- Exxon Mobil Corp. up 35 percent from last year to $7.64 billion
- BP up 29 percent, to $5.59 billion
- Royal Dutch Shell up 34 percent to $5.24 billion
- ConocoPhillips up a whopping 51 percent to $3.14 billion
PR HUMOR — August 14, 2005 — With the price of gasoline rising toward $3 per gallon, a senior administration official told Pensito Review today that while President George W. Bush is “troubled” by the potential effect of high energy prices on the nation’s productivity, there is nothing the President or anyone can do because “oil prices fluctuate due to forces of nature. It’s out of man’s control, similar to hurricanes or earthquakes.”
The price of oil is “in God’s hands,” said the Bush adviser, who spoke on the condition of anonymity. He described Americans as “people of faith,” who have “faith in this President.”
The administration’s hands-off approach on oil prices has broad appeal, the senior official said. The indicator of this is the general lack of outrage over recent price spikes. He said that most of the complaints have come from “a few liberals” who “always blame America for everything.”
The official said the President is heartened by the fact that “good Americans” look at paying higher gas prices as their patriotic duty in a time of war – and added that the higher prices are “proof that we did not go into Iraq because of oil,” as opponents of the war have claimed. “It makes no sense to believe that we went to Iraq to get oil and yet the prices have gone up.”
On a political level, while many Americans might be uncomfortable with the notion that their president is helpless in the face of a looming economic catastrophe, the Bush adviser said that “if the President knew how to lower gasoline prices, he would have included those measures in the energy bill” that he signed last week.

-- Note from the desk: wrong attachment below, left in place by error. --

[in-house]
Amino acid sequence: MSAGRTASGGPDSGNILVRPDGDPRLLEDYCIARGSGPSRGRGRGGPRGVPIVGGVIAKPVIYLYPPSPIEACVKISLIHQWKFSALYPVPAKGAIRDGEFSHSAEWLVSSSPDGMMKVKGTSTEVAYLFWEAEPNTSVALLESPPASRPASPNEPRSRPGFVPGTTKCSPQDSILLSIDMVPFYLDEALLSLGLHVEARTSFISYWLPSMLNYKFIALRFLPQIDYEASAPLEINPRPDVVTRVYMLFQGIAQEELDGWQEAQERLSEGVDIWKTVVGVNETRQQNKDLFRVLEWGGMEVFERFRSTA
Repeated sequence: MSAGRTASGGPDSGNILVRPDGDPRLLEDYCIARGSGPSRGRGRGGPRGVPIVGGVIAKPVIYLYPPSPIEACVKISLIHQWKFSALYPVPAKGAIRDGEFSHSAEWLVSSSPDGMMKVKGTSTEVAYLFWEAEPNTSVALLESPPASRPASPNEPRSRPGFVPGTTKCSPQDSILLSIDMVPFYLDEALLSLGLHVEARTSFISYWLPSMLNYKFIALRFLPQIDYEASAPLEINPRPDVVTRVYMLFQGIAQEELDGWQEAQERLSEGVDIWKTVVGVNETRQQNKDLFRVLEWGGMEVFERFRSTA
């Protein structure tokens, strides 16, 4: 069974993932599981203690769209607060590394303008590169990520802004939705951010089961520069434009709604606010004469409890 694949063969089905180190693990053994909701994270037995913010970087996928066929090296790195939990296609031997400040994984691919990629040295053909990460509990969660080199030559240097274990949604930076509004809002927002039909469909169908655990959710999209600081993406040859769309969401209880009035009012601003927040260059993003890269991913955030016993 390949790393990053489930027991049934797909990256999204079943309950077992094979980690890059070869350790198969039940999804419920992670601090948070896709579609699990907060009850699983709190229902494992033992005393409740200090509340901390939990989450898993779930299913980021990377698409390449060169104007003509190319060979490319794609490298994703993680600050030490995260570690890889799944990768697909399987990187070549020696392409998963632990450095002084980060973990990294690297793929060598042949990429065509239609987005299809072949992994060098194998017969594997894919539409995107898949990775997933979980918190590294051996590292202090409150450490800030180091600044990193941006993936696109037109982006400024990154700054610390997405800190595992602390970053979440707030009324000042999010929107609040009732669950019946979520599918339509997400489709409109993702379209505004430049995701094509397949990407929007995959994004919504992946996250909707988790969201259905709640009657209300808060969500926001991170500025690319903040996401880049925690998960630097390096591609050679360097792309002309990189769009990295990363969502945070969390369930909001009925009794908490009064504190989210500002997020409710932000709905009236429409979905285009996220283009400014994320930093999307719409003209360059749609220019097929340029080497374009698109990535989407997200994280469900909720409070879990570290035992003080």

Instead, the bill included between $1.4 billion and $4 billion in tax breaks for the oil companies – breaks that some would argue these companies do not need. Second quarter earnings for Exxon Mobil Corp.rose 35 percent from the second quarter last year to $7.64 billion. BP reported an increase in net income of 29 percent, to $5.59 billion. Royal Dutch Shell’s second-quarter profits rose 34 percent to $5.24 billion. ConocoPhillips, the third-largest U.S. oil company, reported a whopping 51 percent jump in earnings, to $3.14 billion.
When asked about this remarkable jump in profitability, the White House official called it “merely a coincidence” and pointed out that while oil company top executives rarely pay taxes, they are often generous donors to charitable causes, such as political parties.
The Bush staffer said he was aware that Democrats say it is unacceptable for oil companies to make exorbitant profits at the expense of American families. He said the President would describe such sentiments as “borderline socialism.” Rather, the President believes it is “inappropriate for the government to choose winners and losers” between the oil companies and consumers.
In past energy crises, presidents have prevailed on the leaders of OPEC or U.S. allies like the Saudis to increase production or lower prices and, failing those efforts, have drawn oil from national reserves. But the Bush official described those efforts as merely “political theatre by Democrat presidents” that may have temporarily lowered prices but actually had no long-term effect on costs.
Returning to the theme of divine intervention, the official said, “This President believes what most Americans believe – that oil is a gift from the Almighty” and “only He” can determine the price.
While God may have had a hand in its creation, scientific data indicate that oil was created by the geological compression of organic materials over centuries. The Bush adviser said that while no one disputed the processes by which oil was created, the President believes “it is no accident that we have this commodity.”
When asked if he meant that oil was created via Intelligent Design, the senior official answered, “Some would say so, and I believe the President would not disagree.”
When asked what American consumers can do to avert a new energy crisis, the staffer offered this simple advice: